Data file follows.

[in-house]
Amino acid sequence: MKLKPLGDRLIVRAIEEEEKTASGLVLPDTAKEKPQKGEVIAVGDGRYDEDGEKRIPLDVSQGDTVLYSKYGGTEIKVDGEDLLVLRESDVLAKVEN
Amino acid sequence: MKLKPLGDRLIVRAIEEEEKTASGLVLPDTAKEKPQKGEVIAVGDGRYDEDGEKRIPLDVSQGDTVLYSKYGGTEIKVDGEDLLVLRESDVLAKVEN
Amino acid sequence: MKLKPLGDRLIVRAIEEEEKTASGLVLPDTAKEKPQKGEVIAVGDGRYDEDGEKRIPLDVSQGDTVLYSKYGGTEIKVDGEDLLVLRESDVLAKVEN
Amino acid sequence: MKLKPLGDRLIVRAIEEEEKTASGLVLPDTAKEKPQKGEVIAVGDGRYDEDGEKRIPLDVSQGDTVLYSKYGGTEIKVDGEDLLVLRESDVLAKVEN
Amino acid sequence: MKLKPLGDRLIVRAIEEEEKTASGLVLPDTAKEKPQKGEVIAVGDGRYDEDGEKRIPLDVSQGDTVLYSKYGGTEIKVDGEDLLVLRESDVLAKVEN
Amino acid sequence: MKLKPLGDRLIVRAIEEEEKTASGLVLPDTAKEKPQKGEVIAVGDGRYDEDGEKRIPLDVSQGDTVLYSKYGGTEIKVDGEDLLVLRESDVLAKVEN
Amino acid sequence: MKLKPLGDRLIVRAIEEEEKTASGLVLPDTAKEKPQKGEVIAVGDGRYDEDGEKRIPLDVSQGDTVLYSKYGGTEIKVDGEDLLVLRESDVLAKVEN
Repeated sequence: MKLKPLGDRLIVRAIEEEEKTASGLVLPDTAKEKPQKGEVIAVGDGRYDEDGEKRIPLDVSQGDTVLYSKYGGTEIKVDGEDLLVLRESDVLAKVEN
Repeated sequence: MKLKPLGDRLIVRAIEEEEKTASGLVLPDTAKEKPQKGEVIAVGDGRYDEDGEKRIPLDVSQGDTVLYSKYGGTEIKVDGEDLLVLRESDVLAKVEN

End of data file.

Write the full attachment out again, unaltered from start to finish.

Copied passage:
[in-house]
Amino acid sequence: MKLKPLGDRLIVRAIEEEEKTASGLVLPDTAKEKPQKGEVIAVGDGRYDEDGEKRIPLDVSQGDTVLYSKYGGTEIKVDGEDLLVLRESDVLAKVEN
Amino acid sequence: MKLKPLGDRLIVRAIEEEEKTASGLVLPDTAKEKPQKGEVIAVGDGRYDEDGEKRIPLDVSQGDTVLYSKYGGTEIKVDGEDLLVLRESDVLAKVEN
Amino acid sequence: MKLKPLGDRLIVRAIEEEEKTASGLVLPDTAKEKPQKGEVIAVGDGRYDEDGEKRIPLDVSQGDTVLYSKYGGTEIKVDGEDLLVLRESDVLAKVEN
Amino acid sequence: MKLKPLGDRLIVRAIEEEEKTASGLVLPDTAKEKPQKGEVIAVGDGRYDEDGEKRIPLDVSQGDTVLYSKYGGTEIKVDGEDLLVLRESDVLAKVEN
Amino acid sequence: MKLKPLGDRLIVRAIEEEEKTASGLVLPDTAKEKPQKGEVIAVGDGRYDEDGEKRIPLDVSQGDTVLYSKYGGTEIKVDGEDLLVLRESDVLAKVEN
Amino acid sequence: MKLKPLGDRLIVRAIEEEEKTASGLVLPDTAKEKPQKGEVIAVGDGRYDEDGEKRIPLDVSQGDTVLYSKYGGTEIKVDGEDLLVLRESDVLAKVEN
Amino acid sequence: MKLKPLGDRLIVRAIEEEEKTASGLVLPDTAKEKPQKGEVIAVGDGRYDEDGEKRIPLDVSQGDTVLYSKYGGTEIKVDGEDLLVLRESDVLAKVEN
Repeated sequence: MKLKPLGDRLIVRAIEEEEKTASGLVLPDTAKEKPQKGEVIAVGDGRYDEDGEKRIPLDVSQGDTVLYSKYGGTEIKVDGEDLLVLRESDVLAKVEN
Repeated sequence: MKLKPLGDRLIVRAIEEEEKTASGLVLPDTAKEKPQKGEVIAVGDGRYDEDGEKRIPLDVSQGDTVLYSKYGGTEIKVDGEDLLVLRESDVLAKVEN